Down the Long Tail
The publisher recently held a “bibliotrivia” contest for newsletter subscribers. “We take one of our new books and ask a trivia question, and randomly select one of the people who answered correctly to get a free copy of the book,” Williams says.
Enabled by software that profiles users based on their buying history, Oak Knoll also sends targeted e-mails alerting readers to books they would likely be interested in. Direct-mail campaigns are handled the same way, through the creation of pamphlet-sized “mini-catalogs” focused on a new release, but also featuring backlist titles of similar interest.
“That is one of our strong points, that we have very good data on what people have bought and what topics they are interested in, so we can save a lot of money by just mailing to the people who we know are interested,” Williams says.
The press used to have a distribution deal (with Lyons Press) that put its more popular titles, such as S. H. Steinberg’s “Five Hundred Years of Printing,” into stores. “We found that we gained in the print run, but [because of] the discounts given away [and] the damaged books coming back, we made a decision that we no longer wanted to deal with that,” Fleck says.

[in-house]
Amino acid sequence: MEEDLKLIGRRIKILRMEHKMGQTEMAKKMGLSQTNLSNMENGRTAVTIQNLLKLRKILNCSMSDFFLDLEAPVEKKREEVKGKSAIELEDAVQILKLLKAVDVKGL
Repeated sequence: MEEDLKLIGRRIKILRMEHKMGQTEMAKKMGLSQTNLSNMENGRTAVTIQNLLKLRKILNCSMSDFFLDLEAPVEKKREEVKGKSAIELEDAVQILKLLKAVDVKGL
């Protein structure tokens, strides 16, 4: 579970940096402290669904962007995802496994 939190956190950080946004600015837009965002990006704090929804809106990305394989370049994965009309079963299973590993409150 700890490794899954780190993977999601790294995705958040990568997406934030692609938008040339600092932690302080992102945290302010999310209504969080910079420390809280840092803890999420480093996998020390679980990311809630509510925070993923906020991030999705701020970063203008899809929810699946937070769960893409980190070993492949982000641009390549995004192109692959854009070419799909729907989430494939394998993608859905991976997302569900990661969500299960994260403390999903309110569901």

“We sell to all of the jobbers,” he adds, with Baker and Taylor handling most special orders, but the Internet is what has really made the company’s successful business model possible.
“We are on Amazon Marketplace, so a lot of people find our books that way,” he says. “We have a worldwide market. I’m getting orders from every country in the world for these esoteric titles.”
While Fleck jokes that he “hasn’t retired to the Riviera yet,” Oak Knoll’s audience, while small, has proven loyal and stable over time, and the company has managed to realize steady growth by cultivating fruitful relationships with consumers, libraries, institutions and other publishers around the world. “This year is proving to be one of the most ambitious we’ve had,” he says.